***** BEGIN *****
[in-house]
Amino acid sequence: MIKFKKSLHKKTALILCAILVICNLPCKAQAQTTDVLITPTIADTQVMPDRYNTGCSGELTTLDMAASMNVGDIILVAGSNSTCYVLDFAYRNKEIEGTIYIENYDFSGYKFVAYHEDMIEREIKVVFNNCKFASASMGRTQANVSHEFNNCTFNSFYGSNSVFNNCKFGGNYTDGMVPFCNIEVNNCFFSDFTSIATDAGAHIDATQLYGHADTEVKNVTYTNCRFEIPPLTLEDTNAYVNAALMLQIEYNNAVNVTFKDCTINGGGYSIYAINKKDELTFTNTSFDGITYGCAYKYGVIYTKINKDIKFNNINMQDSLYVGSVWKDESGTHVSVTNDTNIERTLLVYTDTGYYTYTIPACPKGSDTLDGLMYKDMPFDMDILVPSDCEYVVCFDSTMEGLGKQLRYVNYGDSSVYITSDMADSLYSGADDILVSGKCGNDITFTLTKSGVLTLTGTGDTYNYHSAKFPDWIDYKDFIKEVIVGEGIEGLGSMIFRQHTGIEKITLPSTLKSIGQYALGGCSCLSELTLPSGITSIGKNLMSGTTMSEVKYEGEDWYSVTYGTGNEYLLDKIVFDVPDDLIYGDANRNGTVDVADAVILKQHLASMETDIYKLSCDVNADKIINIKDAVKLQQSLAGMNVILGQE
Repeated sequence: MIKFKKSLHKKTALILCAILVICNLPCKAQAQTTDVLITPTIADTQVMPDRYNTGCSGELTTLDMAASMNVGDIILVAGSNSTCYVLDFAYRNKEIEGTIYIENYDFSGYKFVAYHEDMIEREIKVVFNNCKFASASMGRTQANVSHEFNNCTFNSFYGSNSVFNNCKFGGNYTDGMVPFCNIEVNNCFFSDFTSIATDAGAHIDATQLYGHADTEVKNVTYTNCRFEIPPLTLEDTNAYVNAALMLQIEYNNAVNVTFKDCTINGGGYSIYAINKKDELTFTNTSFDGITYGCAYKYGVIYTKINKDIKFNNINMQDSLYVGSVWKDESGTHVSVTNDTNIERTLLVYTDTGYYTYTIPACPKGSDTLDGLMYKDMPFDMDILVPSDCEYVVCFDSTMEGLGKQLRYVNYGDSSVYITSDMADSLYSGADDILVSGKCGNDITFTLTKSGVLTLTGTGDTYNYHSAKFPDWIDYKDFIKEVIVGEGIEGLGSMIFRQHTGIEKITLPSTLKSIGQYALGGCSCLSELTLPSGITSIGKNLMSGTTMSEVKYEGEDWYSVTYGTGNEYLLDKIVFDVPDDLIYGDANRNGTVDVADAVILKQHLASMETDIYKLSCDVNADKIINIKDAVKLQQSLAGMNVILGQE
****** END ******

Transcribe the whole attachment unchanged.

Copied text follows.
[in-house]
Amino acid sequence: MIKFKKSLHKKTALILCAILVICNLPCKAQAQTTDVLITPTIADTQVMPDRYNTGCSGELTTLDMAASMNVGDIILVAGSNSTCYVLDFAYRNKEIEGTIYIENYDFSGYKFVAYHEDMIEREIKVVFNNCKFASASMGRTQANVSHEFNNCTFNSFYGSNSVFNNCKFGGNYTDGMVPFCNIEVNNCFFSDFTSIATDAGAHIDATQLYGHADTEVKNVTYTNCRFEIPPLTLEDTNAYVNAALMLQIEYNNAVNVTFKDCTINGGGYSIYAINKKDELTFTNTSFDGITYGCAYKYGVIYTKINKDIKFNNINMQDSLYVGSVWKDESGTHVSVTNDTNIERTLLVYTDTGYYTYTIPACPKGSDTLDGLMYKDMPFDMDILVPSDCEYVVCFDSTMEGLGKQLRYVNYGDSSVYITSDMADSLYSGADDILVSGKCGNDITFTLTKSGVLTLTGTGDTYNYHSAKFPDWIDYKDFIKEVIVGEGIEGLGSMIFRQHTGIEKITLPSTLKSIGQYALGGCSCLSELTLPSGITSIGKNLMSGTTMSEVKYEGEDWYSVTYGTGNEYLLDKIVFDVPDDLIYGDANRNGTVDVADAVILKQHLASMETDIYKLSCDVNADKIINIKDAVKLQQSLAGMNVILGQE
Repeated sequence: MIKFKKSLHKKTALILCAILVICNLPCKAQAQTTDVLITPTIADTQVMPDRYNTGCSGELTTLDMAASMNVGDIILVAGSNSTCYVLDFAYRNKEIEGTIYIENYDFSGYKFVAYHEDMIEREIKVVFNNCKFASASMGRTQANVSHEFNNCTFNSFYGSNSVFNNCKFGGNYTDGMVPFCNIEVNNCFFSDFTSIATDAGAHIDATQLYGHADTEVKNVTYTNCRFEIPPLTLEDTNAYVNAALMLQIEYNNAVNVTFKDCTINGGGYSIYAINKKDELTFTNTSFDGITYGCAYKYGVIYTKINKDIKFNNINMQDSLYVGSVWKDESGTHVSVTNDTNIERTLLVYTDTGYYTYTIPACPKGSDTLDGLMYKDMPFDMDILVPSDCEYVVCFDSTMEGLGKQLRYVNYGDSSVYITSDMADSLYSGADDILVSGKCGNDITFTLTKSGVLTLTGTGDTYNYHSAKFPDWIDYKDFIKEVIVGEGIEGLGSMIFRQHTGIEKITLPSTLKSIGQYALGGCSCLSELTLPSGITSIGKNLMSGTTMSEVKYEGEDWYSVTYGTGNEYLLDKIVFDVPDDLIYGDANRNGTVDVADAVILKQHLASMETDIYKLSCDVNADKIINIKDAVKLQQSLAGMNVILGQE